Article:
16. Transferrin receptor is necessary for development of erythrocytes and the nervous system. Levy, J.E., Jin, O., Fujiwara, Y., Kuo, F., Andrews, N.C. Nat. Genet. (1999) [Pubmed]
  17. The molecular defect in hypotransferrinemic mice. Trenor, C.C., Campagna, D.R., Sellers, V.M., Andrews, N.C., Fleming, M.D. Blood (2000) [Pubmed]
  18. Assignment of the gene coding for hepatocyte growth factor-like protein to mouse chromosome 9. Degen, S.J., Gilbert, D.J., Jenkins, N.A., Copeland, N.G. Genomics (1992) [Pubmed]
  19. Transferrin receptor recycling in rat hepatocytes is regulated by protein phosphatase 2A, possibly through effects on microtubule-dependent transport. Runnegar, M., Wei, X., Berndt, N., Hamm-Alvarez, S.F. Hepatology (1997) [Pubmed]
  20. Inhibition of heme synthesis decreases transferrin receptor expression in mouse erythroleukemia cells. Hradilek, A., Fuchs, O., Neuwirt, J. J. Cell. Physiol. (1992) [Pubmed]
  21. Role of transferrin, transferrin receptors, and iron in macrophage listericidal activity. Alford, C.E., King, T.E., Campbell, P.A. J. Exp. Med. (1991) [Pubmed]
  22. The molecular basis of ferroportin-linked hemochromatosis. De Domenico, I., Ward, D.M., Nemeth, E., Vaughn, M.B., Musci, G., Ganz, T., Kaplan, J. Proc. Natl. Acad. Sci. U.S.A. (2005) [Pubmed]
  23. Iron uptake from plasma transferrin by the duodenum is impaired in the Hfe knockout mouse. Trinder, D., Olynyk, J.K., Sly, W.S., Morgan, E.H. Proc. Natl. Acad. Sci. U.S.A. (2002) [Pubmed]
  24. Nontransferrin-bound iron uptake by hepatocytes is increased in the Hfe knockout mouse model of hereditary hemochromatosis. Chua, A.C., Olynyk, J.K., Leedman, P.J., Trinder, D. Blood (2004) [Pubmed]
  25. The effect of intracellular iron concentration and nitrogen monoxide on Nramp2 expression and non-transferrin-bound iron uptake. Wardrop, S.L., Richardson, D.R. Eur. J. Biochem. (1999) [Pubmed]
  26. CD71 antibody enhances iron uptake by mouse bone marrow cells and the survival potential of erythroid progenitor cells. Honda, K.I., Ishiko, O., Hato, F., Kitagawa, S., Jikihara, I., Yoshida, H., Ogita, S. Int. J. Mol. Med. (2001) [Pubmed]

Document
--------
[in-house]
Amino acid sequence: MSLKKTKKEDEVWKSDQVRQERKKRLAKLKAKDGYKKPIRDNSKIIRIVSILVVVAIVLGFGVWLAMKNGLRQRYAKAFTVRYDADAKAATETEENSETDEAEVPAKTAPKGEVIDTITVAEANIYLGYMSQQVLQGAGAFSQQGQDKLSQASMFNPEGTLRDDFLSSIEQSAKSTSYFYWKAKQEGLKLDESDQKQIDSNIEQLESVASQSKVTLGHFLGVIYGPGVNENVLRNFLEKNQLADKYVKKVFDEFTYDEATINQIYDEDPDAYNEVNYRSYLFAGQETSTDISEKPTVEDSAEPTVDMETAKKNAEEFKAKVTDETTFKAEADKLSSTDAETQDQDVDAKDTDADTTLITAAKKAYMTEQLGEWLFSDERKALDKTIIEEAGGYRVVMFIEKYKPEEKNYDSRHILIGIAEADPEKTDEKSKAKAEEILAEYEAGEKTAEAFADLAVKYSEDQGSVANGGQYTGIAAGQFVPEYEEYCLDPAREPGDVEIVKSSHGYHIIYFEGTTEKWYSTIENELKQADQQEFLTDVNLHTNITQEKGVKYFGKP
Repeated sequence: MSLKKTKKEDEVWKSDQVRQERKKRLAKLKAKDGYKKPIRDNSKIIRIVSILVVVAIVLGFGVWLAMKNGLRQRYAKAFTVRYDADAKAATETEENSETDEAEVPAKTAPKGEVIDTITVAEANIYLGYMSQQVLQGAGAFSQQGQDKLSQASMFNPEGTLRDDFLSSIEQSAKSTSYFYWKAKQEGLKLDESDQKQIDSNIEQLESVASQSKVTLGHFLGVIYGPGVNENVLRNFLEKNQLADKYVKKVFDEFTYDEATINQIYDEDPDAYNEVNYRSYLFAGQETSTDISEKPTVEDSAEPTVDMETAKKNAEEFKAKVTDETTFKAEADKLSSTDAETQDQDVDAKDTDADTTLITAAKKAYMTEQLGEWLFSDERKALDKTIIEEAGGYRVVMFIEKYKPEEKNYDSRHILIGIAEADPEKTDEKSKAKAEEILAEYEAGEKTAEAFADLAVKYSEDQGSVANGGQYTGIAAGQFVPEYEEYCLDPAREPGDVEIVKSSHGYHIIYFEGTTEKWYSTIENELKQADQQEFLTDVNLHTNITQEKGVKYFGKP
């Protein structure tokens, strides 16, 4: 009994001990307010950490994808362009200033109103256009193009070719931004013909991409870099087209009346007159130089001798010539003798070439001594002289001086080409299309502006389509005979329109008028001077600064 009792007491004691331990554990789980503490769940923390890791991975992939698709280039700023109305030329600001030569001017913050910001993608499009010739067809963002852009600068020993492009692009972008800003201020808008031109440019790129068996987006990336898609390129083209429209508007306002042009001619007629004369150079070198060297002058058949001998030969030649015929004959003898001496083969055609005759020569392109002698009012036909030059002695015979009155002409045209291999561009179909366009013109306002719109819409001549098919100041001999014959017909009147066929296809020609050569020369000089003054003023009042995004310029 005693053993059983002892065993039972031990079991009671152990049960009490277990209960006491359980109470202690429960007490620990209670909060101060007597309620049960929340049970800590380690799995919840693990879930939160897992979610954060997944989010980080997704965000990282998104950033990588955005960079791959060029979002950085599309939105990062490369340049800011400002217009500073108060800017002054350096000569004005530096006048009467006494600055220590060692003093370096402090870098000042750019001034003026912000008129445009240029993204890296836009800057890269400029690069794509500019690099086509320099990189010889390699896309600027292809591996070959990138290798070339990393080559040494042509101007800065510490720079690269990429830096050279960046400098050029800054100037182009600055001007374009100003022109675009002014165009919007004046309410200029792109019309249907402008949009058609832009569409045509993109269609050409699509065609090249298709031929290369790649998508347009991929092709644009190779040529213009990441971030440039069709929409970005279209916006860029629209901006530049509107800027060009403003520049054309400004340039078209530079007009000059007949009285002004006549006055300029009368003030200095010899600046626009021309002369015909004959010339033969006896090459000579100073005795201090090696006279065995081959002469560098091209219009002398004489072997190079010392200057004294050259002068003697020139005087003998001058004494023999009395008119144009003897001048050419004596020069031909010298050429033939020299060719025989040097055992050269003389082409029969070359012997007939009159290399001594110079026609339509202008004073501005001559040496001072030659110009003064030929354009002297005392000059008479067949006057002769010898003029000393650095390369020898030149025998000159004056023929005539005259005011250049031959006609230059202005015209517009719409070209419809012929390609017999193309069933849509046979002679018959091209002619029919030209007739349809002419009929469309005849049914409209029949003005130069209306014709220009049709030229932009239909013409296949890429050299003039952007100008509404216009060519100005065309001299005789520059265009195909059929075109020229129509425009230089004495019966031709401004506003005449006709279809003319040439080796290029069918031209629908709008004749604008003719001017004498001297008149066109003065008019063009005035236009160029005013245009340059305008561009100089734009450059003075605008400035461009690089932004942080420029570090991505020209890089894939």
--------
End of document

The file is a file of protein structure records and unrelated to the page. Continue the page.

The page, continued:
27. Impaired acidification in early endosomes of ClC-5 deficient proximal tubule. Hara-Chikuma, M., Wang, Y., Guggino, S.E., Guggino, W.B., Verkman, A.S. Biochem. Biophys. Res. Commun. (2005) [Pubmed]
  28. Receptor mediated and fluid phase pathways for internalization of the ER Hsp90 chaperone GRP94 in murine macrophages. Wassenberg, J.J., Dezfulian, C., Nicchitta, C.V. J. Cell. Sci. (1999) [Pubmed]
  29. Increased hepcidin expression and hypoferraemia associated with an acute phase response are not affected by inactivation of HFE. Frazer, D.M., Wilkins, S.J., Millard, K.N., McKie, A.T., Vulpe, C.D., Anderson, G.J. Br. J. Haematol. (2004) [Pubmed]
  30. Induction of Nramp2 in activated mouse macrophages is dissociated from regulation of the Nramp1, classical inflammatory genes, and genes involved in iron metabolism. Wardrop, S.L., Wells, C., Ravasi, T., Hume, D.A., Richardson, D.R. J. Leukoc. Biol. (2002) [Pubmed]
  31. Haemoglobin synthesis in erythropoietin-stimulated J2E cells does not require increased numbers of transferrin receptors. Callus, B.A., Busfield, S.J., Rossi, E., Tilbrook, P.A., Chappell, D., Morgan, E.H., Klinken, S.P. Eur. J. Biochem. (1997) [Pubmed]
  32. Similarities and differences in the regulation of N-myc and c-myc genes in murine embryonal carcinoma cells. Sejersen, T., Rahm, M., Szabo, G., Ingvarsson, S., Sümegi, J. Exp. Cell Res. (1987) [Pubmed]
  33. Fetal mouse kidney maturation in vitro: coordinated influences of epidermal growth factor, transferrin and hydrocortisone. Chailler, P., Ferrari, J., Brière, N. Anat. Embryol. (1991) [Pubmed]
  34. Characterization of the iron transporter DMT1 (NRAMP2/DCT1) in red blood cells of normal and anemic mk/mk mice. Canonne-Hergaux, F., Zhang, A.S., Ponka, P., Gros, P. Blood (2001) [Pubmed]
  35. Antigen entry into early endosomes is insufficient for MHC class II processing. Niebling, W.L., Pierce, S.K. J. Immunol. (1993) [Pubmed]
  36. Chromosomal localization of ceruloplasmin and transferrin genes in laboratory rats, mice and in man by hybridization with specific DNA probes. Baranov, V.S., Schwartzman, A.L., Gorbunova, V.N., Gaitskhoki, V.S., Rubtsov, N.B., Timchenko, N.A., Neifakh, S.A. Chromosoma (1987) [Pubmed]
  37. Structural organization and chromosomal localization of Hyal2, a gene encoding a lysosomal hyaluronidase. Strobl, B., Wechselberger, C., Beier, D.R., Lepperdinger, G. Genomics (1998) [Pubmed]
  38. Targeting of transferrin receptors in nude mice bearing A431 and LS174T xenografts with [18F]holo-transferrin: permeability and receptor dependence. Aloj, L., Jogoda, E., Lang, L., Caracò, C., Neumann, R.D., Sung, C., Eckelman, W.C. J. Nucl. Med. (1999) [Pubmed]
  39. Cloning, characterization, and modeling of a monoclonal anti-human transferrin antibody that competes with the transferrin receptor. Orlandini, M., Santucci, A., Tramontano, A., Neri, P., Oliviero, S. Protein Sci. (1994) [Pubmed]
  40. Partial characterization of the human serum transferrin epitope reactive with the monoclonal antibody TRC-2. Oztürk, S., Cirakoglu, B., Bermek, E. Hybrid. Hybridomics (2003) [Pubmed]
  41. Exogenous transferrin is taken up and localized by the neurulation-stage mouse embryo in vitro. Copp, A.J., Estibeiro, J.P., Brook, F.A., Downs, K.M. Dev. Biol. (1992) [Pubmed]